Interesting piece by David Dodenhoff on what it means to do scholarship within the auspices of a think tank devoted to a particular perspective, in his case, the Wisconsin Policy Research Institute. (By way of disclosure, I have written for WPRI in the past and am doing so as we speak and, yes, I have gotten paid for my work. No one ever tells me what to say.)
Dave criticizes the notion that you can dismiss scholarship on the basis of its provenance and I think he's right. We all have our reputations and respect for professional integrity. Lots of times people who do work for think tanks have, like me, other institutional affiliations that tend to provide whatever required additional discipline that can't be summoned from our own sense of integrity and struggles to be objective.
Of course, "conservative" think tanks look for conservatives in the same way that liberal ones seek scholars with a liberal bent. But the fact that you have an ideological predisposition does not mean that your work is slanted. We all have ideological predispositions (including predispositions to split the baby). My own view is that it is better to acknowledge them than to pretend they don't exist.
Dave admits quite candidly that a conservative scholar at a conservative think tank (and I suspect it works that way on the other side as well) often pick fat targets and low hanging fruit. I have done it myself. I was fairly certain, for example, that I would conclude that Healthy Wisconsin's residency requirements were constitutionally problematic before I wrote this piece. I wasn't writing on a blank slate.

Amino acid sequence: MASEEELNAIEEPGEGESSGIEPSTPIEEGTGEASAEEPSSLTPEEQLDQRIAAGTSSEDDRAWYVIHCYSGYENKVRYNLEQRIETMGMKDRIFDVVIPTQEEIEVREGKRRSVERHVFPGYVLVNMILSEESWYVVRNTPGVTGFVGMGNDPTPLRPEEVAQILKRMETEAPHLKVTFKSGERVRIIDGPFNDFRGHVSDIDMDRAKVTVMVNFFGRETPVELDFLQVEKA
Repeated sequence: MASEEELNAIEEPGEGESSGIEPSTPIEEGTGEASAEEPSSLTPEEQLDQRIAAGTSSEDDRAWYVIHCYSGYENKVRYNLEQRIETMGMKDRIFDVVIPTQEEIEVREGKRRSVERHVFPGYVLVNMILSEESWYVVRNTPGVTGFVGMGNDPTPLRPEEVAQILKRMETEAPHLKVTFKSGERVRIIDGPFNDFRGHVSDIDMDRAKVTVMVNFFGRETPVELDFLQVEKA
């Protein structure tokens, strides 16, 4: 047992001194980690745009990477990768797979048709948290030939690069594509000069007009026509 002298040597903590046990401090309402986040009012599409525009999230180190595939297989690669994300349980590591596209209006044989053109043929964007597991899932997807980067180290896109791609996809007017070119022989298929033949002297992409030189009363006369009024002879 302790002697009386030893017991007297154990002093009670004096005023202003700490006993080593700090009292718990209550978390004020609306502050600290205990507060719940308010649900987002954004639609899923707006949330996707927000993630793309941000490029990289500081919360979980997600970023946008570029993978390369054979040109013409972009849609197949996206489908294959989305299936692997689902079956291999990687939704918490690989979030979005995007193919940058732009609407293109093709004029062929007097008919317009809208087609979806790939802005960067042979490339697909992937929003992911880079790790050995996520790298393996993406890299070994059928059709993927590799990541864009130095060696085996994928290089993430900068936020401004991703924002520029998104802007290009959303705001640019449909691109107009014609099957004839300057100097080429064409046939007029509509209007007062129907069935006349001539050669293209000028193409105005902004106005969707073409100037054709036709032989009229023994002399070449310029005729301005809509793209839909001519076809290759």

But I think (and I'd suspect he'd agree)that conservatives and liberals need to challenge their ideological predispositions. A small example. I am struggling with a piece that addresses the asymmetrical manner in which the Supreme Court treats government speech bearing on religion. The rule - with a few exceptions largely based in history or pragmatism - is that the government as speaker ought not to endorse religion or irreligion.
The problem - noted by many - is that the government actually says quite a bit that amounts to a repudiation of people's religious perspectives and is quite free to do so as long as its statements are not expressly theological. The government can't, for example, say the Bible is wrong but it can promote things - like the normative status of homosexuality or, for you liberation theologists, the supremacy of markets - that, in the view of some, contradict the Bible.
This asymmetry violates most - if not all - of the rationales offered for nonendorsement, i.e., the avoidance of division, the promotion of political equality and the idea that no one should feel like a second class citizen based upon religion, and the protection of religion from the heavy hand of government.
What it does do is foster - or at least privilege - a certain type of religiosity associated with the Protestant mainline, i.e., faith is private and whatever implications it has for public life ought to be left out of discussion in the larger society.
One way to resolve this would be to get government out of the business of pronouncing upon matters with which religion is concerned. Part of me likes the idea because I am all about limited government, subsidiarity and the promotion of vibrant voluntary institutions.
But I have to acknowledge that this won't work. Its impractical to think that government will get out of the business of promoting values and religious diversity precludes limiting it to values that all of us can agree on.
So, I think, to remedy the asymmetry, we have to abandon nonendorsement. If government is to involve itself with things on which religion wishes to speak, then it has to allow religion into the conversation even if that means acknowledging the religious perspective of its citizens in a way that someone might construe as endorsing them. Its not the limited government solution but I suspect that it may the best one.